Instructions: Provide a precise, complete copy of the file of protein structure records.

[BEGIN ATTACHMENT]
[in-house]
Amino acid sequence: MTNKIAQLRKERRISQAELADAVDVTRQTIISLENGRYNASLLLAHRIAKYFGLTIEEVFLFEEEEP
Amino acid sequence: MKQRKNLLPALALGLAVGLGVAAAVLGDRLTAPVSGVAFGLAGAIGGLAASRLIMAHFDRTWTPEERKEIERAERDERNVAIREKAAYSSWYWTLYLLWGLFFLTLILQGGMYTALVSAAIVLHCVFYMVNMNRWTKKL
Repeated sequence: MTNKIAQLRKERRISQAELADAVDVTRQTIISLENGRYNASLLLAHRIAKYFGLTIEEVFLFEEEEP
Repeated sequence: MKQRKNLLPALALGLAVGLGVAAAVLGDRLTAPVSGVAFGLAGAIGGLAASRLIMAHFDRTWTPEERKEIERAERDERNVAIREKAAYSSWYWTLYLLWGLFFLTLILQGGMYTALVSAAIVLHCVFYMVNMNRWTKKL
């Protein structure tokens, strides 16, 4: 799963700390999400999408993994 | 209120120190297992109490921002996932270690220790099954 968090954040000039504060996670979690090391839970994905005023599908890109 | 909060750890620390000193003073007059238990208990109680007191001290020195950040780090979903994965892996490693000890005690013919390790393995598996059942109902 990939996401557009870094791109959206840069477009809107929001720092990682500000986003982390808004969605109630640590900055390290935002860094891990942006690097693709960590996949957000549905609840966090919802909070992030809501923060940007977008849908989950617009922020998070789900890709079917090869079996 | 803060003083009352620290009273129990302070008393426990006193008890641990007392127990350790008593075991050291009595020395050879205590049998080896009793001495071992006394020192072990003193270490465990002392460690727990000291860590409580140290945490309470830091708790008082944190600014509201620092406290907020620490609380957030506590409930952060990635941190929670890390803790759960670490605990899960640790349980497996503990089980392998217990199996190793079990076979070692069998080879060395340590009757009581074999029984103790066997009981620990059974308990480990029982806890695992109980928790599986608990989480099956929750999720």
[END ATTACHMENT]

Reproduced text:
[in-house]
Amino acid sequence: MTNKIAQLRKERRISQAELADAVDVTRQTIISLENGRYNASLLLAHRIAKYFGLTIEEVFLFEEEEP
Amino acid sequence: MKQRKNLLPALALGLAVGLGVAAAVLGDRLTAPVSGVAFGLAGAIGGLAASRLIMAHFDRTWTPEERKEIERAERDERNVAIREKAAYSSWYWTLYLLWGLFFLTLILQGGMYTALVSAAIVLHCVFYMVNMNRWTKKL
Repeated sequence: MTNKIAQLRKERRISQAELADAVDVTRQTIISLENGRYNASLLLAHRIAKYFGLTIEEVFLFEEEEP
Repeated sequence: MKQRKNLLPALALGLAVGLGVAAAVLGDRLTAPVSGVAFGLAGAIGGLAASRLIMAHFDRTWTPEERKEIERAERDERNVAIREKAAYSSWYWTLYLLWGLFFLTLILQGGMYTALVSAAIVLHCVFYMVNMNRWTKKL
């Protein structure tokens, strides 16, 4: 799963700390999400999408993994 | 209120120190297992109490921002996932270690220790099954 968090954040000039504060996670979690090391839970994905005023599908890109 | 909060750890620390000193003073007059238990208990109680007191001290020195950040780090979903994965892996490693000890005690013919390790393995598996059942109902 990939996401557009870094791109959206840069477009809107929001720092990682500000986003982390808004969605109630640590900055390290935002860094891990942006690097693709960590996949957000549905609840966090919802909070992030809501923060940007977008849908989950617009922020998070789900890709079917090869079996 | 803060003083009352620290009273129990302070008393426990006193008890641990007392127990350790008593075991050291009595020395050879205590049998080896009793001495071992006394020192072990003193270490465990002392460690727990000291860590409580140290945490309470830091708790008082944190600014509201620092406290907020620490609380957030506590409930952060990635941190929670890390803790759960670490605990899960640790349980497996503990089980392998217990199996190793079990076979070692069998080879060395340590009757009581074999029984103790066997009981620990059974308990480990029982806890695992109980928790599986608990989480099956929750999720």